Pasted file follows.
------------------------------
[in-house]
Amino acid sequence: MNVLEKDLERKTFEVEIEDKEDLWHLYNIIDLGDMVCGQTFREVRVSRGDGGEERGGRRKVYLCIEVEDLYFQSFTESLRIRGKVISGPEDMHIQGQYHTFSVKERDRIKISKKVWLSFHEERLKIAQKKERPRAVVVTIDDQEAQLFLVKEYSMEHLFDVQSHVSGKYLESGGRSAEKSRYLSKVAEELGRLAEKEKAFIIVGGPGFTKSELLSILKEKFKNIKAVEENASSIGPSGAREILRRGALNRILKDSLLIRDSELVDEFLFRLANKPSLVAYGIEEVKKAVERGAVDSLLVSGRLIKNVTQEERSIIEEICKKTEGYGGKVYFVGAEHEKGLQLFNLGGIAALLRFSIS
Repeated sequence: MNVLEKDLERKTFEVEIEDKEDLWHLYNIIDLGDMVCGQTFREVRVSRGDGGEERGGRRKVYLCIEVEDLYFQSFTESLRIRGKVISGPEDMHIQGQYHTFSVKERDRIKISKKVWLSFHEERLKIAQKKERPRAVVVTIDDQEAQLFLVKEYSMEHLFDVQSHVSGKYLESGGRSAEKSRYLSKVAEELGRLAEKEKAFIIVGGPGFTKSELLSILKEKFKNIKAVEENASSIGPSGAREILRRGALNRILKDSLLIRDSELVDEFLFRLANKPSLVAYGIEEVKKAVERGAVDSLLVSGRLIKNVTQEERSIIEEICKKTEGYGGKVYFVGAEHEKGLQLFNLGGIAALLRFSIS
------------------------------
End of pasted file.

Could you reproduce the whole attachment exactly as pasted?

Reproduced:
[in-house]
Amino acid sequence: MNVLEKDLERKTFEVEIEDKEDLWHLYNIIDLGDMVCGQTFREVRVSRGDGGEERGGRRKVYLCIEVEDLYFQSFTESLRIRGKVISGPEDMHIQGQYHTFSVKERDRIKISKKVWLSFHEERLKIAQKKERPRAVVVTIDDQEAQLFLVKEYSMEHLFDVQSHVSGKYLESGGRSAEKSRYLSKVAEELGRLAEKEKAFIIVGGPGFTKSELLSILKEKFKNIKAVEENASSIGPSGAREILRRGALNRILKDSLLIRDSELVDEFLFRLANKPSLVAYGIEEVKKAVERGAVDSLLVSGRLIKNVTQEERSIIEEICKKTEGYGGKVYFVGAEHEKGLQLFNLGGIAALLRFSIS
Repeated sequence: MNVLEKDLERKTFEVEIEDKEDLWHLYNIIDLGDMVCGQTFREVRVSRGDGGEERGGRRKVYLCIEVEDLYFQSFTESLRIRGKVISGPEDMHIQGQYHTFSVKERDRIKISKKVWLSFHEERLKIAQKKERPRAVVVTIDDQEAQLFLVKEYSMEHLFDVQSHVSGKYLESGGRSAEKSRYLSKVAEELGRLAEKEKAFIIVGGPGFTKSELLSILKEKFKNIKAVEENASSIGPSGAREILRRGALNRILKDSLLIRDSELVDEFLFRLANKPSLVAYGIEEVKKAVERGAVDSLLVSGRLIKNVTQEERSIIEEICKKTEGYGGKVYFVGAEHEKGLQLFNLGGIAALLRFSIS